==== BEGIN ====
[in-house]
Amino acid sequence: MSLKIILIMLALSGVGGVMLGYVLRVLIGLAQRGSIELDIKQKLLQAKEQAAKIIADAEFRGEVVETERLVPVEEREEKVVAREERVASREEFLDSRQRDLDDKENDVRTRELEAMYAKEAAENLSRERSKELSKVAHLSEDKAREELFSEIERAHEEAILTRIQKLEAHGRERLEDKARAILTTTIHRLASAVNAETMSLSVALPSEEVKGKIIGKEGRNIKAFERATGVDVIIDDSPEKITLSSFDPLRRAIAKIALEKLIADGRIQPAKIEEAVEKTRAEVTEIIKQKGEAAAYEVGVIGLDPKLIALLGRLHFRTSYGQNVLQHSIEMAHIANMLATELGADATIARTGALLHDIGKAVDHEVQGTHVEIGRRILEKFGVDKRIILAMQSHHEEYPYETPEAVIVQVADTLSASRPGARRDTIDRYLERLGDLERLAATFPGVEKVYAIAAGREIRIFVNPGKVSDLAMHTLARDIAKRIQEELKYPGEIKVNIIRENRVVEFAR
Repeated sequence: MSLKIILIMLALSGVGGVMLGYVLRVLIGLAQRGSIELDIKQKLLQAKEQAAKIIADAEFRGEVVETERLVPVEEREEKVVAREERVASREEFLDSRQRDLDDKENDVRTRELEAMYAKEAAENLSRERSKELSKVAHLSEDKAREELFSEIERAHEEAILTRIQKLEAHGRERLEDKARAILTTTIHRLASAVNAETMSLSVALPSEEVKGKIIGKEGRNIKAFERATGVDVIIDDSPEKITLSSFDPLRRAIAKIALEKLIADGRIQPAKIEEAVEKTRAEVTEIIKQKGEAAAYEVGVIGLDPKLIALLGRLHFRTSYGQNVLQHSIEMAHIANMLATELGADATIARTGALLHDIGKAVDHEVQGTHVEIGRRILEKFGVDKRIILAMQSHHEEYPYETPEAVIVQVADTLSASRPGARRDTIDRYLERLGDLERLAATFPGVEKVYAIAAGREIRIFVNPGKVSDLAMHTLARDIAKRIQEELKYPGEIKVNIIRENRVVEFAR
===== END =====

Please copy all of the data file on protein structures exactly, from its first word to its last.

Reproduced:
[in-house]
Amino acid sequence: MSLKIILIMLALSGVGGVMLGYVLRVLIGLAQRGSIELDIKQKLLQAKEQAAKIIADAEFRGEVVETERLVPVEEREEKVVAREERVASREEFLDSRQRDLDDKENDVRTRELEAMYAKEAAENLSRERSKELSKVAHLSEDKAREELFSEIERAHEEAILTRIQKLEAHGRERLEDKARAILTTTIHRLASAVNAETMSLSVALPSEEVKGKIIGKEGRNIKAFERATGVDVIIDDSPEKITLSSFDPLRRAIAKIALEKLIADGRIQPAKIEEAVEKTRAEVTEIIKQKGEAAAYEVGVIGLDPKLIALLGRLHFRTSYGQNVLQHSIEMAHIANMLATELGADATIARTGALLHDIGKAVDHEVQGTHVEIGRRILEKFGVDKRIILAMQSHHEEYPYETPEAVIVQVADTLSASRPGARRDTIDRYLERLGDLERLAATFPGVEKVYAIAAGREIRIFVNPGKVSDLAMHTLARDIAKRIQEELKYPGEIKVNIIRENRVVEFAR
Repeated sequence: MSLKIILIMLALSGVGGVMLGYVLRVLIGLAQRGSIELDIKQKLLQAKEQAAKIIADAEFRGEVVETERLVPVEEREEKVVAREERVASREEFLDSRQRDLDDKENDVRTRELEAMYAKEAAENLSRERSKELSKVAHLSEDKAREELFSEIERAHEEAILTRIQKLEAHGRERLEDKARAILTTTIHRLASAVNAETMSLSVALPSEEVKGKIIGKEGRNIKAFERATGVDVIIDDSPEKITLSSFDPLRRAIAKIALEKLIADGRIQPAKIEEAVEKTRAEVTEIIKQKGEAAAYEVGVIGLDPKLIALLGRLHFRTSYGQNVLQHSIEMAHIANMLATELGADATIARTGALLHDIGKAVDHEVQGTHVEIGRRILEKFGVDKRIILAMQSHHEEYPYETPEAVIVQVADTLSASRPGARRDTIDRYLERLGDLERLAATFPGVEKVYAIAAGREIRIFVNPGKVSDLAMHTLARDIAKRIQEELKYPGEIKVNIIRENRVVEFAR